The Ethics of Accounting
Creative Accounting- Everyone is doing it!
Gone are the days, when the accounting profession was associated closely with ethics, morality and religion. These days, accountants are perceived as those who enable fraudulent corporate culture and tax evasion through loopholes and re-engineering of companies’ financial statements. But exactly how did we get here?
In a sense, accounting can be classified as both an art and social science. Much like sociology, it is a body of knowledge dependent on human decisions, but at the same time it is an art form that requires creative judgement and skill. Since the body of knowledge is constantly expanding and evolving, so do accountants. But you may be wondering how fraudulent behaviour is possible if accountants are required to comply with both regulation and law. Well if you look at all the big corporate scandals e.g. Enron, OneTel, Lehman Brothers, they were all on paper “legal,” and were complying with the regulation and laws at the time which gave rise to what we call creative accounting. Creative accounting follows required laws and regulations but deviates from what the standards and laws intended to accomplish by capitalising on loopholes. This creates a financial reality that is a stark contrast to the company’s economic reality.
Let’s look at Enron, till its demise in 2001 it was heralded as one of the “Wall Street Darlings”, and many schools were teaching its company structure and culture as the gold standard for companies. However, beneath this facade Enron was struggling financially. Its books indicated that nothing was wrong, but was hid mountains of debt and toxic assets disguised as investments through Special Purpose Entities (SPEs). Despite Enron owning 97% of the SPEs, the regulation allowed the remaining 3% to be independent parties that would on record be controlling the entity, hence allowing Enron to keep this off its books. However, it later surfaced that the “independent” parties were still in some way related or connected to Enron.
Let’s look at another example closer to home, One-Tel rose to become the fourth largest telecommunications company in Australia but as quickly as it went up, it crashed even harder. One of the issues accelerating its demise was that its provision for bad debts was too low, so when debtors defaulted on their loans, One-Tel was not in a financially stable cash position to continue operations. The fact the provision was so low just goes to show how subjective accounting can be. In fact, the inability to generate a universal, blanket set of regulations highlights the heavy reliance on professional judgement in the accounting field. This then begs the question, who are accountants responsible to?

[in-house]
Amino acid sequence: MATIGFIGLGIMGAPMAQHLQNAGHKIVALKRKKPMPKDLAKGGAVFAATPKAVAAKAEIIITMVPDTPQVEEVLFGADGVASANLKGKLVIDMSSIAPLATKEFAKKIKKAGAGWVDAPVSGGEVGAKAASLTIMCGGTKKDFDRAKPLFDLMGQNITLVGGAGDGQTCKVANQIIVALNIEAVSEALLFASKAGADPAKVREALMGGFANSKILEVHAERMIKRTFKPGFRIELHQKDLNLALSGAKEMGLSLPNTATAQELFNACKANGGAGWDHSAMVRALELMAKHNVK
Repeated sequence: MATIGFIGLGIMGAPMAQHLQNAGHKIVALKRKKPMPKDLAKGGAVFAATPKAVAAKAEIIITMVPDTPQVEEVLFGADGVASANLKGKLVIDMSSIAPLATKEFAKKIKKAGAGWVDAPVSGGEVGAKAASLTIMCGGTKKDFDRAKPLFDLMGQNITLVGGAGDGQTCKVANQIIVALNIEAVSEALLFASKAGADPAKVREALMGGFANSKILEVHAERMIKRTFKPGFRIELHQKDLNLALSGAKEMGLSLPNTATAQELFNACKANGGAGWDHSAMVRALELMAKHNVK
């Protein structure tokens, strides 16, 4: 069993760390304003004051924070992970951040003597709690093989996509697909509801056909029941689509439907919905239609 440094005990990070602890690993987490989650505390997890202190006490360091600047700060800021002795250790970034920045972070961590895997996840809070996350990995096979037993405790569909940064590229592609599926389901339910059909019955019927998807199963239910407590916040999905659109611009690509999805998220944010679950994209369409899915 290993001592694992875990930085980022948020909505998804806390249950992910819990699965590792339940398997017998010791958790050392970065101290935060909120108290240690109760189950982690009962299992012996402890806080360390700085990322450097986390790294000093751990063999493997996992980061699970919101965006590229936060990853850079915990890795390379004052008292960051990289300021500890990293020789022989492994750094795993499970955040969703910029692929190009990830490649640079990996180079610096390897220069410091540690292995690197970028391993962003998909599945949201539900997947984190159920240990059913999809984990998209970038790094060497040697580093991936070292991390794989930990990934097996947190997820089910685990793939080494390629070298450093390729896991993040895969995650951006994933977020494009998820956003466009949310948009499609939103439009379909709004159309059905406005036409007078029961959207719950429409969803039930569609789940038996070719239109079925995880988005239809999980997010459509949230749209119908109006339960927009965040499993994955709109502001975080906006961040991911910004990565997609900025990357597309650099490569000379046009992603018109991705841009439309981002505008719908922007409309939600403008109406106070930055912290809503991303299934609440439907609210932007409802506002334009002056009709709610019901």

Is it the public? The shareholders? Or the management? A very direct answer would be the management who pay the accountants their fees and salaries. However, the less obvious answer is actually to all of these people. Accounting information is used by various stakeholders, and misleading information can have massive ramifications. The incentive to earn their salary is what sometimes leads to poor accounting practices as accountants fail to realise their broader role in society as trusted professionals that are required to act in accordance with the highest professional and ethical standards.
As a result, many professional bodies have incorporated a code of ethics in which their members are held accountable to. The fundamental principles in these codes are:
· Professional competence and due care
· Professional Behaviour
This code of ethics is heavily dependent on ethical theories and biases of accountants and Boards. As possibly through the doctrines of subjectivism and utilitarianism, a Board could justify not reporting creative accounting, because when the information is leaked people dependent on the company also suffer from it. In a complicated manner, by stalling the inevitable, the CFO could be argued to be giving more time to its stakeholders to deal with the trauma of releasing the information. However, this is wishful thinking as it is hard to prove the actual intentions of the Board of Directors, and this is one of the reasons it’s hard to regulate Corporations as statute and case law are mainly derived from intention.
This is the issue facing many accountants today and possibly in the future, and I personally don’t think we will ever find an encompassing framework or solution that will fix all our problems. But reinforcing the importance of ethics in accounting helps understand the nuances of companies. Hopefully resulting in better intuition and foresight to avoid future Enrol and One-Tel scandals.